Telling Tales for the New Library

by Bill Peak

Recently I've been remembering a pair of twin waifs I once saw walk hand-in-hand down the long aisle from the children's section toward where I stood at the front desk. Anxious, their perfectly identical little blonde heads turning solemnly this way and that, they seemed set apart from the buzz of the library around them, two small fairytale figures making their way through a large and rather frightening world.

Thankfully, at the end of the aisle, just past the grandfather clock, they found what they were looking for, and amid hugs and cries of relief, the age-old reunion of mother and child took place.

I'm guessing this scene keeps coming back to me because, somewhere deep down, my psyche has made a connection between it and my own concerns over the Easton library's forthcoming move to the old Black and Decker plant. Like the twins, I see myself, along with all the other staff at the library, searching for something important in our lives, the one thing that gives meaning to our work: our patrons.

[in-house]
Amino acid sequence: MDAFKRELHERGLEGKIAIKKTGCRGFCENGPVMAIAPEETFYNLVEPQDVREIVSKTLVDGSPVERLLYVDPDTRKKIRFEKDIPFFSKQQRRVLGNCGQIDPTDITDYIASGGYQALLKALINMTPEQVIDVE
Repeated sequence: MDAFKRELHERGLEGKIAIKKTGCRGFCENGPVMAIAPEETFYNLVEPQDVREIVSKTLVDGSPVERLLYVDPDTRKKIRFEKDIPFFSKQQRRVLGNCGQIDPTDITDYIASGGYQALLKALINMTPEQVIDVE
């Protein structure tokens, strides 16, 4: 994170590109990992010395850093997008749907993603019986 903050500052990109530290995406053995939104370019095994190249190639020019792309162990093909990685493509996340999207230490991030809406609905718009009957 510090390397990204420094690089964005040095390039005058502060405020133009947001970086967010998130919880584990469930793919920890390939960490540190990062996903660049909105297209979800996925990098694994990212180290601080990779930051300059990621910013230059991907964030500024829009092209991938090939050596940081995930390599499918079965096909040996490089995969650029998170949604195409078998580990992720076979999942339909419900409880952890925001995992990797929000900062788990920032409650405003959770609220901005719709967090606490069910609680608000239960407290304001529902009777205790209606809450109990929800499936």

Someday soon (the County now assures us the move will take place no later than early November), we must close our doors at 100 West Dover Street, pack our things, move into new digs at 28712 Glebe Road, set everything up again, then, finally, open our doors once more to the public. Like those little girls, I can guarantee you that will be an anxious moment. However figuratively, we shall turn our heads this way and that looking for your return.

So let me finish with another little story that I also find, in its way, instructive.

Not too long ago, while working back in the children's section, I saw a three year-old carry a load of picture books up to his mother and unceremoniously dump them in her lap. “Mommy,” he said, “ will you hold these for me? I'm going way over to the trains.” Mommy, whose lap at the time was already occupied by the boy's little sister, just managed to balance books and child without letting either drop to the floor. But what really made her son's presumption astonishing was the fact that the toy trains he was talking about stood, at the most, fifteen feet away.

So please, when you think about the library's temporary move to a new location, don't let your mind, like that little boy's, place it in some far-off, difficult-to-reach place. 28712 Glebe Road isn't on the other side of the world, it's on the other side of the bypass.